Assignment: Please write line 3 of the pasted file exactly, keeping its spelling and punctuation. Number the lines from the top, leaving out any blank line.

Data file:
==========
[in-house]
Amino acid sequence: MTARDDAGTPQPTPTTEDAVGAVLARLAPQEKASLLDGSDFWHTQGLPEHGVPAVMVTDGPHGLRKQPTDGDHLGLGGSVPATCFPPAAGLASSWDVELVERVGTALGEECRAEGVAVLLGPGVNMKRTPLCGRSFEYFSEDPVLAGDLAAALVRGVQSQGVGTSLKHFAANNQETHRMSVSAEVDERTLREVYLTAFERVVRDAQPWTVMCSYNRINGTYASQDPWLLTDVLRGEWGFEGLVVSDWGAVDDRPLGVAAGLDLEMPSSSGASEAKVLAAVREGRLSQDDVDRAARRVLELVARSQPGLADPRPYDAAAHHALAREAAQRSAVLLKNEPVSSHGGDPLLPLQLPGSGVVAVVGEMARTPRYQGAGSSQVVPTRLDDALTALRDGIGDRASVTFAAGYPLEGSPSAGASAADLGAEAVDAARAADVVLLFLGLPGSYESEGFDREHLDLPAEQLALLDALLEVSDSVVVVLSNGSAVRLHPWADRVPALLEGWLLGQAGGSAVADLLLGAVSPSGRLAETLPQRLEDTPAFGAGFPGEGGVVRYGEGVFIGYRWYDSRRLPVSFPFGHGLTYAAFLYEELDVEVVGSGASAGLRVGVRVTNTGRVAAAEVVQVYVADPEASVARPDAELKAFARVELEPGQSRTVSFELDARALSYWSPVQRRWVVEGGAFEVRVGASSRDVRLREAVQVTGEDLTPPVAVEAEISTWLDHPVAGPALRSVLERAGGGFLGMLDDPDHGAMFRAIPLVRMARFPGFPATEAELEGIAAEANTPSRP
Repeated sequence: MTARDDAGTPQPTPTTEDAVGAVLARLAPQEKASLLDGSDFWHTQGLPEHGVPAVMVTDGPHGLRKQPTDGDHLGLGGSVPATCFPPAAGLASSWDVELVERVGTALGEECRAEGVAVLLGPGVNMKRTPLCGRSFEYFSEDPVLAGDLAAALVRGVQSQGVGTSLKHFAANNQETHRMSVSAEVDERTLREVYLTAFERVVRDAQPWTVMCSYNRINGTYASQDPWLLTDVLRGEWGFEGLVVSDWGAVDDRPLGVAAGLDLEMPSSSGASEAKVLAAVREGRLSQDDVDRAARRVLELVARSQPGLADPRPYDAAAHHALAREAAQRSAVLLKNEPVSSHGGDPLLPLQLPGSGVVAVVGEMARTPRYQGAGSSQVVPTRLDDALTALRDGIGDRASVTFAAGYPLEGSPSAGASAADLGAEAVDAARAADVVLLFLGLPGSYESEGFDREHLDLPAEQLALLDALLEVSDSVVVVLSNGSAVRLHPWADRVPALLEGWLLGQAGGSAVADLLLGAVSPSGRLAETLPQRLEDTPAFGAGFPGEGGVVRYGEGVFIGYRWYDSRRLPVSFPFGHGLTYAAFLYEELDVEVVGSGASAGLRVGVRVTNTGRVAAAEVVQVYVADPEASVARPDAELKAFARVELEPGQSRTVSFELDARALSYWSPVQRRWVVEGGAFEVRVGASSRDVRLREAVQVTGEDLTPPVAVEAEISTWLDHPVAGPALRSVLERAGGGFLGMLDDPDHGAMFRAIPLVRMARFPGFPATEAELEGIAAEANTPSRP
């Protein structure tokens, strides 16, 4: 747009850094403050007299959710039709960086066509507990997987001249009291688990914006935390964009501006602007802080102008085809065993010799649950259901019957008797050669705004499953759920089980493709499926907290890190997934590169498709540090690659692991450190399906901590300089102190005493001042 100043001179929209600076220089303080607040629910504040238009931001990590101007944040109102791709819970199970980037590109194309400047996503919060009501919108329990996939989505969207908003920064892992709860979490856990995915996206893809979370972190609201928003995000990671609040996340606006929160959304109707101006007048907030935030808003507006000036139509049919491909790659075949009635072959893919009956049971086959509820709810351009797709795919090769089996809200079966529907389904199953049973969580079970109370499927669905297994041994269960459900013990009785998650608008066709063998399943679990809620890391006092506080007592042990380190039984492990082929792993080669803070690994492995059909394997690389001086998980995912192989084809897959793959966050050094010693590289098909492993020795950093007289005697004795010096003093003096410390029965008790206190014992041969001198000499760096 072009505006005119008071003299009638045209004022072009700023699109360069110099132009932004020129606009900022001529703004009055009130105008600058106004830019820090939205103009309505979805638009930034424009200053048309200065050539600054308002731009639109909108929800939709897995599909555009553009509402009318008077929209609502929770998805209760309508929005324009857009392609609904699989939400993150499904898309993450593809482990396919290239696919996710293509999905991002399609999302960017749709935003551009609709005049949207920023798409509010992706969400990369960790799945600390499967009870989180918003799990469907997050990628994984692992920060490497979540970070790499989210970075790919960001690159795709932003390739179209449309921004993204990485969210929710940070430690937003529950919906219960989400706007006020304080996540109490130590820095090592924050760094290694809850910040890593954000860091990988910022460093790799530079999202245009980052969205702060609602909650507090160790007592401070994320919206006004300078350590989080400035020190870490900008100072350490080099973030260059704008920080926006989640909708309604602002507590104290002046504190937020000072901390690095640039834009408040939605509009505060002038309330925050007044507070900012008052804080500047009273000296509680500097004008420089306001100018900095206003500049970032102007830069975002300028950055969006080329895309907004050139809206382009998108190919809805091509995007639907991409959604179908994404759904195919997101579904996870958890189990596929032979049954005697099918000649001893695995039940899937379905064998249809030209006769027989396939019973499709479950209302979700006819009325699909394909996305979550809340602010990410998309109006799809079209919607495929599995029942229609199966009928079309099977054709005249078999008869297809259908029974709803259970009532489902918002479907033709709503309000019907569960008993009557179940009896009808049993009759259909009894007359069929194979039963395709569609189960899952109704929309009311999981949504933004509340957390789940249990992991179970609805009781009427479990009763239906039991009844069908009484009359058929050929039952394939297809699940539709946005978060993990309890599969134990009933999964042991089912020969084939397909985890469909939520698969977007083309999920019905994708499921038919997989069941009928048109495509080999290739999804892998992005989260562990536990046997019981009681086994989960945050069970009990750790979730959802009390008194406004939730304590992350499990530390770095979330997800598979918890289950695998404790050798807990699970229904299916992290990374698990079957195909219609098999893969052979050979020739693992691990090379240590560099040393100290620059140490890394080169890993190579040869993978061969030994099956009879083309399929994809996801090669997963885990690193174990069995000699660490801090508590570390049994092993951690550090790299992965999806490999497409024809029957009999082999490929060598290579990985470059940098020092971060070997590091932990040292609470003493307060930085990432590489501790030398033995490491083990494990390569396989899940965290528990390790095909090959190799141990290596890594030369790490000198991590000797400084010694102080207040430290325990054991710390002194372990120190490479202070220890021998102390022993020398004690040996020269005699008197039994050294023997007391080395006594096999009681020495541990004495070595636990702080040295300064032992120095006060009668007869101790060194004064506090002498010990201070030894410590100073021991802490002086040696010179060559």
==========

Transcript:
Repeated sequence: MTARDDAGTPQPTPTTEDAVGAVLARLAPQEKASLLDGSDFWHTQGLPEHGVPAVMVTDGPHGLRKQPTDGDHLGLGGSVPATCFPPAAGLASSWDVELVERVGTALGEECRAEGVAVLLGPGVNMKRTPLCGRSFEYFSEDPVLAGDLAAALVRGVQSQGVGTSLKHFAANNQETHRMSVSAEVDERTLREVYLTAFERVVRDAQPWTVMCSYNRINGTYASQDPWLLTDVLRGEWGFEGLVVSDWGAVDDRPLGVAAGLDLEMPSSSGASEAKVLAAVREGRLSQDDVDRAARRVLELVARSQPGLADPRPYDAAAHHALAREAAQRSAVLLKNEPVSSHGGDPLLPLQLPGSGVVAVVGEMARTPRYQGAGSSQVVPTRLDDALTALRDGIGDRASVTFAAGYPLEGSPSAGASAADLGAEAVDAARAADVVLLFLGLPGSYESEGFDREHLDLPAEQLALLDALLEVSDSVVVVLSNGSAVRLHPWADRVPALLEGWLLGQAGGSAVADLLLGAVSPSGRLAETLPQRLEDTPAFGAGFPGEGGVVRYGEGVFIGYRWYDSRRLPVSFPFGHGLTYAAFLYEELDVEVVGSGASAGLRVGVRVTNTGRVAAAEVVQVYVADPEASVARPDAELKAFARVELEPGQSRTVSFELDARALSYWSPVQRRWVVEGGAFEVRVGASSRDVRLREAVQVTGEDLTPPVAVEAEISTWLDHPVAGPALRSVLERAGGGFLGMLDDPDHGAMFRAIPLVRMARFPGFPATEAELEGIAAEANTPSRP